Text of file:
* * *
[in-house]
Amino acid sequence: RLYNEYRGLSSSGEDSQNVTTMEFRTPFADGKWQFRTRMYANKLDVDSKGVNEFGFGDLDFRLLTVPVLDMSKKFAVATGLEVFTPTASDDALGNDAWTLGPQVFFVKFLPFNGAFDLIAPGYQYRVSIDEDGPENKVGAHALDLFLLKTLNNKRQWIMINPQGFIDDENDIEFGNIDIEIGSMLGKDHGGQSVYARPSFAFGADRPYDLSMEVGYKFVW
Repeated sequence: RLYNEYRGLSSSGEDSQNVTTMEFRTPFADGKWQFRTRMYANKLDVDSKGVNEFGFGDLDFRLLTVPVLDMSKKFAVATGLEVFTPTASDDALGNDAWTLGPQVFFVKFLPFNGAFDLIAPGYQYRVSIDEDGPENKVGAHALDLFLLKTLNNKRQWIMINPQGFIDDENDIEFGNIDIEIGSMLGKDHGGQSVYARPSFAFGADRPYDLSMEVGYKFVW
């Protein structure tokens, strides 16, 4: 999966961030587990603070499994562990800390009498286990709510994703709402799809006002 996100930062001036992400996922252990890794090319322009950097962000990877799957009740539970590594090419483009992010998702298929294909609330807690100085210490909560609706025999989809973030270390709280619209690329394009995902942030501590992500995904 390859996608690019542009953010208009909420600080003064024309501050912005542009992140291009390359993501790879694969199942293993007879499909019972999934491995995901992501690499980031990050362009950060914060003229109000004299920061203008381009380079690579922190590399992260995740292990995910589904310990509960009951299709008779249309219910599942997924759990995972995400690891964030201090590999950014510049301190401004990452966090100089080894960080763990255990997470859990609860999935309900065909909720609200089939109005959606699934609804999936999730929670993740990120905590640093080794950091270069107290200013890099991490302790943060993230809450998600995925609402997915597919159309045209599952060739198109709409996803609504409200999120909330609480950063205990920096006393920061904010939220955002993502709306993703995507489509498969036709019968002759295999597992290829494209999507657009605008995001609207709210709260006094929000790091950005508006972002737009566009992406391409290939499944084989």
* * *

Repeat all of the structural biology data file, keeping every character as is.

[in-house]
Amino acid sequence: RLYNEYRGLSSSGEDSQNVTTMEFRTPFADGKWQFRTRMYANKLDVDSKGVNEFGFGDLDFRLLTVPVLDMSKKFAVATGLEVFTPTASDDALGNDAWTLGPQVFFVKFLPFNGAFDLIAPGYQYRVSIDEDGPENKVGAHALDLFLLKTLNNKRQWIMINPQGFIDDENDIEFGNIDIEIGSMLGKDHGGQSVYARPSFAFGADRPYDLSMEVGYKFVW
Repeated sequence: RLYNEYRGLSSSGEDSQNVTTMEFRTPFADGKWQFRTRMYANKLDVDSKGVNEFGFGDLDFRLLTVPVLDMSKKFAVATGLEVFTPTASDDALGNDAWTLGPQVFFVKFLPFNGAFDLIAPGYQYRVSIDEDGPENKVGAHALDLFLLKTLNNKRQWIMINPQGFIDDENDIEFGNIDIEIGSMLGKDHGGQSVYARPSFAFGADRPYDLSMEVGYKFVW
């Protein structure tokens, strides 16, 4: 999966961030587990603070499994562990800390009498286990709510994703709402799809006002 996100930062001036992400996922252990890794090319322009950097962000990877799957009740539970590594090419483009992010998702298929294909609330807690100085210490909560609706025999989809973030270390709280619209690329394009995902942030501590992500995904 390859996608690019542009953010208009909420600080003064024309501050912005542009992140291009390359993501790879694969199942293993007879499909019972999934491995995901992501690499980031990050362009950060914060003229109000004299920061203008381009380079690579922190590399992260995740292990995910589904310990509960009951299709008779249309219910599942997924759990995972995400690891964030201090590999950014510049301190401004990452966090100089080894960080763990255990997470859990609860999935309900065909909720609200089939109005959606699934609804999936999730929670993740990120905590640093080794950091270069107290200013890099991490302790943060993230809450998600995925609402997915597919159309045209599952060739198109709409996803609504409200999120909330609480950063205990920096006393920061904010939220955002993502709306993703995507489509498969036709019968002759295999597992290829494209999507657009605008995001609207709210709260006094929000790091950005508006972002737009566009992406391409290939499944084989």